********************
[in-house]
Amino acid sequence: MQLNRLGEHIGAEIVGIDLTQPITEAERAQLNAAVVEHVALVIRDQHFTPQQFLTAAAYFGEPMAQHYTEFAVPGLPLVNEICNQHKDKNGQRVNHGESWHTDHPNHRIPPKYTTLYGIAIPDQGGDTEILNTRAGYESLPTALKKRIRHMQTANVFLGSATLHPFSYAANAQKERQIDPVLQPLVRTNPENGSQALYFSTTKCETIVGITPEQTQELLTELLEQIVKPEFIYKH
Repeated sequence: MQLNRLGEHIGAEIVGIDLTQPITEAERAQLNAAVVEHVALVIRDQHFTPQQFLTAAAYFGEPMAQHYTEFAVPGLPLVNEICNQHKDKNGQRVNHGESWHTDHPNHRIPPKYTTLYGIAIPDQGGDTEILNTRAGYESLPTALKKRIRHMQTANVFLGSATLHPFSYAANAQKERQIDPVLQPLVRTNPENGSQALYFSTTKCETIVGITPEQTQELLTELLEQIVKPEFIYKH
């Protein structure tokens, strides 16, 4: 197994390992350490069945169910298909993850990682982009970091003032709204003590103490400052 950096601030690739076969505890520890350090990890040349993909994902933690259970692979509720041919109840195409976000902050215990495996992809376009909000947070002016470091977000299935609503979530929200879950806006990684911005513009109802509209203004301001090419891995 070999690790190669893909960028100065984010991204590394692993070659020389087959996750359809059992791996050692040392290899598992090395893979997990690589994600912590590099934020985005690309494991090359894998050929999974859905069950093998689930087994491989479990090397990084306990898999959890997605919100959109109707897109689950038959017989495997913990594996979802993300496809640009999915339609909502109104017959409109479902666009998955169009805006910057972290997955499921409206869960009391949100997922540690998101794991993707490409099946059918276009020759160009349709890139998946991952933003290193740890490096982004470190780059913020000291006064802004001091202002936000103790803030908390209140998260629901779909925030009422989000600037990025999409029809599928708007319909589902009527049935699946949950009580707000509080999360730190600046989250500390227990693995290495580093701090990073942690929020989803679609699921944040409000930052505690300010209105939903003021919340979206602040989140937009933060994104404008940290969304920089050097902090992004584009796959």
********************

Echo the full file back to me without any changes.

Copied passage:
[in-house]
Amino acid sequence: MQLNRLGEHIGAEIVGIDLTQPITEAERAQLNAAVVEHVALVIRDQHFTPQQFLTAAAYFGEPMAQHYTEFAVPGLPLVNEICNQHKDKNGQRVNHGESWHTDHPNHRIPPKYTTLYGIAIPDQGGDTEILNTRAGYESLPTALKKRIRHMQTANVFLGSATLHPFSYAANAQKERQIDPVLQPLVRTNPENGSQALYFSTTKCETIVGITPEQTQELLTELLEQIVKPEFIYKH
Repeated sequence: MQLNRLGEHIGAEIVGIDLTQPITEAERAQLNAAVVEHVALVIRDQHFTPQQFLTAAAYFGEPMAQHYTEFAVPGLPLVNEICNQHKDKNGQRVNHGESWHTDHPNHRIPPKYTTLYGIAIPDQGGDTEILNTRAGYESLPTALKKRIRHMQTANVFLGSATLHPFSYAANAQKERQIDPVLQPLVRTNPENGSQALYFSTTKCETIVGITPEQTQELLTELLEQIVKPEFIYKH
């Protein structure tokens, strides 16, 4: 197994390992350490069945169910298909993850990682982009970091003032709204003590103490400052 950096601030690739076969505890520890350090990890040349993909994902933690259970692979509720041919109840195409976000902050215990495996992809376009909000947070002016470091977000299935609503979530929200879950806006990684911005513009109802509209203004301001090419891995 070999690790190669893909960028100065984010991204590394692993070659020389087959996750359809059992791996050692040392290899598992090395893979997990690589994600912590590099934020985005690309494991090359894998050929999974859905069950093998689930087994491989479990090397990084306990898999959890997605919100959109109707897109689950038959017989495997913990594996979802993300496809640009999915339609909502109104017959409109479902666009998955169009805006910057972290997955499921409206869960009391949100997922540690998101794991993707490409099946059918276009020759160009349709890139998946991952933003290193740890490096982004470190780059913020000291006064802004001091202002936000103790803030908390209140998260629901779909925030009422989000600037990025999409029809599928708007319909589902009527049935699946949950009580707000509080999360730190600046989250500390227990693995290495580093701090990073942690929020989803679609699921944040409000930052505690300010209105939903003021919340979206602040989140937009933060994104404008940290969304920089050097902090992004584009796959």